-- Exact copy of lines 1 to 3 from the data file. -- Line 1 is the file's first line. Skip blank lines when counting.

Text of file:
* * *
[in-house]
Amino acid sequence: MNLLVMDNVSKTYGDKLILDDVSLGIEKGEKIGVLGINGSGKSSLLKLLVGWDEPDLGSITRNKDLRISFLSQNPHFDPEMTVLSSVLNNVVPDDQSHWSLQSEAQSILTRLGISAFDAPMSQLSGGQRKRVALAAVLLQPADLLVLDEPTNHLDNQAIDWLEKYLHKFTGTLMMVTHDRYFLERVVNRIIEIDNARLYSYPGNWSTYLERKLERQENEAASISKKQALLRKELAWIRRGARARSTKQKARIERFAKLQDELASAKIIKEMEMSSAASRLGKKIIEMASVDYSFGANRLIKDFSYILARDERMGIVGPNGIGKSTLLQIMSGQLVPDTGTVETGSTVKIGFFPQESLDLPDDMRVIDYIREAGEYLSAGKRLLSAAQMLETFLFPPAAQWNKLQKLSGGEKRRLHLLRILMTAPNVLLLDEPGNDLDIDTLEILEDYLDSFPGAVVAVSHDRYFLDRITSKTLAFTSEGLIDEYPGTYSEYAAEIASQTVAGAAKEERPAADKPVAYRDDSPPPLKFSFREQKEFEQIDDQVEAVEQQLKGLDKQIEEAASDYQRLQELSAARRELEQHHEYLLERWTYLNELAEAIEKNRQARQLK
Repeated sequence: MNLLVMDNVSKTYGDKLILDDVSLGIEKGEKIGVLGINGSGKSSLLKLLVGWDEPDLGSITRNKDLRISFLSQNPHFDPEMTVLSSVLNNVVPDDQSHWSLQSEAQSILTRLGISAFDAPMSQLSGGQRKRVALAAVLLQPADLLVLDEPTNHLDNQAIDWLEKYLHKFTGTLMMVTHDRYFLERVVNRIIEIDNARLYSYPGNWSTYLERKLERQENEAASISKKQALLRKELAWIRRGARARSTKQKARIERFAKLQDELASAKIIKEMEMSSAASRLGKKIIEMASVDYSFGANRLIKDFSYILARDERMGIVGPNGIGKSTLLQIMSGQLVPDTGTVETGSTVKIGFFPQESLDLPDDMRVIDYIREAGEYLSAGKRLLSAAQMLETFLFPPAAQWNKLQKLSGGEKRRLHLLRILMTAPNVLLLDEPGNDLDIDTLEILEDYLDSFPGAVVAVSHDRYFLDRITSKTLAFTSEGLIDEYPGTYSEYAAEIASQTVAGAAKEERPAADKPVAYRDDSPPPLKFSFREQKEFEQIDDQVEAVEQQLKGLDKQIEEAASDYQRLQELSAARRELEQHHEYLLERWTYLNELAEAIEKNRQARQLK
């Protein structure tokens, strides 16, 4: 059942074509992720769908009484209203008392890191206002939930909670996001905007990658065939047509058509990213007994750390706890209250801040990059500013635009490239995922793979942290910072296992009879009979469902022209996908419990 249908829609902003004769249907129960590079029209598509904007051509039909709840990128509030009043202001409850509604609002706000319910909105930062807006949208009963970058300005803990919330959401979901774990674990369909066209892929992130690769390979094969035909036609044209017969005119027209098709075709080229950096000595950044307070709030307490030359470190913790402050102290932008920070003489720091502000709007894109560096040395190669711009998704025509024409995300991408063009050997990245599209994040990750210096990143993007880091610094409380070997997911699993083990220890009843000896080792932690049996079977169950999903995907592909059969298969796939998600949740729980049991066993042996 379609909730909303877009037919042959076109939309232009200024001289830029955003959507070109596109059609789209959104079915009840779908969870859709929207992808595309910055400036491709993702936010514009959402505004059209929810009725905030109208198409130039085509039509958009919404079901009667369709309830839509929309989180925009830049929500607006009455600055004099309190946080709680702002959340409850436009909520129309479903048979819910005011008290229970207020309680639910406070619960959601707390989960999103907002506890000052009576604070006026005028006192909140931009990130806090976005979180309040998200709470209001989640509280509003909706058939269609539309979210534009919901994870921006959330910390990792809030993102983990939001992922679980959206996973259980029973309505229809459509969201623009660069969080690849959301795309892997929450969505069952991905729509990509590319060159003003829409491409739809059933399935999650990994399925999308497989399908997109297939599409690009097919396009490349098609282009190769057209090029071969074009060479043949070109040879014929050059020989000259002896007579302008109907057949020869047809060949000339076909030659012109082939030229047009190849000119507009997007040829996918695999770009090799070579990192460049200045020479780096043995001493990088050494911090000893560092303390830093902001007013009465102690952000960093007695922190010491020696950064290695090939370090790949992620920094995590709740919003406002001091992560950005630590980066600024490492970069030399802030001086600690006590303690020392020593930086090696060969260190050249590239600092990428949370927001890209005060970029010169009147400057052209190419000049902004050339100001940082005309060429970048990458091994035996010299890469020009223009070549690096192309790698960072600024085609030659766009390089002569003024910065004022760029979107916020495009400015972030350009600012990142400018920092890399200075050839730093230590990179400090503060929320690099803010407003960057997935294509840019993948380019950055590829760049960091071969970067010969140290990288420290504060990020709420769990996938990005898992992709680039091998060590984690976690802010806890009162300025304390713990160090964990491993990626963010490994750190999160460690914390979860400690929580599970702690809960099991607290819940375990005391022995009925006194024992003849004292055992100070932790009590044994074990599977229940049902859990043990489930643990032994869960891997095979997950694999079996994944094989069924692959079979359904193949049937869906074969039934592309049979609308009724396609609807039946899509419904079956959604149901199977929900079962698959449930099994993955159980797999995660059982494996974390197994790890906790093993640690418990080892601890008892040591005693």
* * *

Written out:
[in-house]
Amino acid sequence: MNLLVMDNVSKTYGDKLILDDVSLGIEKGEKIGVLGINGSGKSSLLKLLVGWDEPDLGSITRNKDLRISFLSQNPHFDPEMTVLSSVLNNVVPDDQSHWSLQSEAQSILTRLGISAFDAPMSQLSGGQRKRVALAAVLLQPADLLVLDEPTNHLDNQAIDWLEKYLHKFTGTLMMVTHDRYFLERVVNRIIEIDNARLYSYPGNWSTYLERKLERQENEAASISKKQALLRKELAWIRRGARARSTKQKARIERFAKLQDELASAKIIKEMEMSSAASRLGKKIIEMASVDYSFGANRLIKDFSYILARDERMGIVGPNGIGKSTLLQIMSGQLVPDTGTVETGSTVKIGFFPQESLDLPDDMRVIDYIREAGEYLSAGKRLLSAAQMLETFLFPPAAQWNKLQKLSGGEKRRLHLLRILMTAPNVLLLDEPGNDLDIDTLEILEDYLDSFPGAVVAVSHDRYFLDRITSKTLAFTSEGLIDEYPGTYSEYAAEIASQTVAGAAKEERPAADKPVAYRDDSPPPLKFSFREQKEFEQIDDQVEAVEQQLKGLDKQIEEAASDYQRLQELSAARRELEQHHEYLLERWTYLNELAEAIEKNRQARQLK
Repeated sequence: MNLLVMDNVSKTYGDKLILDDVSLGIEKGEKIGVLGINGSGKSSLLKLLVGWDEPDLGSITRNKDLRISFLSQNPHFDPEMTVLSSVLNNVVPDDQSHWSLQSEAQSILTRLGISAFDAPMSQLSGGQRKRVALAAVLLQPADLLVLDEPTNHLDNQAIDWLEKYLHKFTGTLMMVTHDRYFLERVVNRIIEIDNARLYSYPGNWSTYLERKLERQENEAASISKKQALLRKELAWIRRGARARSTKQKARIERFAKLQDELASAKIIKEMEMSSAASRLGKKIIEMASVDYSFGANRLIKDFSYILARDERMGIVGPNGIGKSTLLQIMSGQLVPDTGTVETGSTVKIGFFPQESLDLPDDMRVIDYIREAGEYLSAGKRLLSAAQMLETFLFPPAAQWNKLQKLSGGEKRRLHLLRILMTAPNVLLLDEPGNDLDIDTLEILEDYLDSFPGAVVAVSHDRYFLDRITSKTLAFTSEGLIDEYPGTYSEYAAEIASQTVAGAAKEERPAADKPVAYRDDSPPPLKFSFREQKEFEQIDDQVEAVEQQLKGLDKQIEEAASDYQRLQELSAARRELEQHHEYLLERWTYLNELAEAIEKNRQARQLK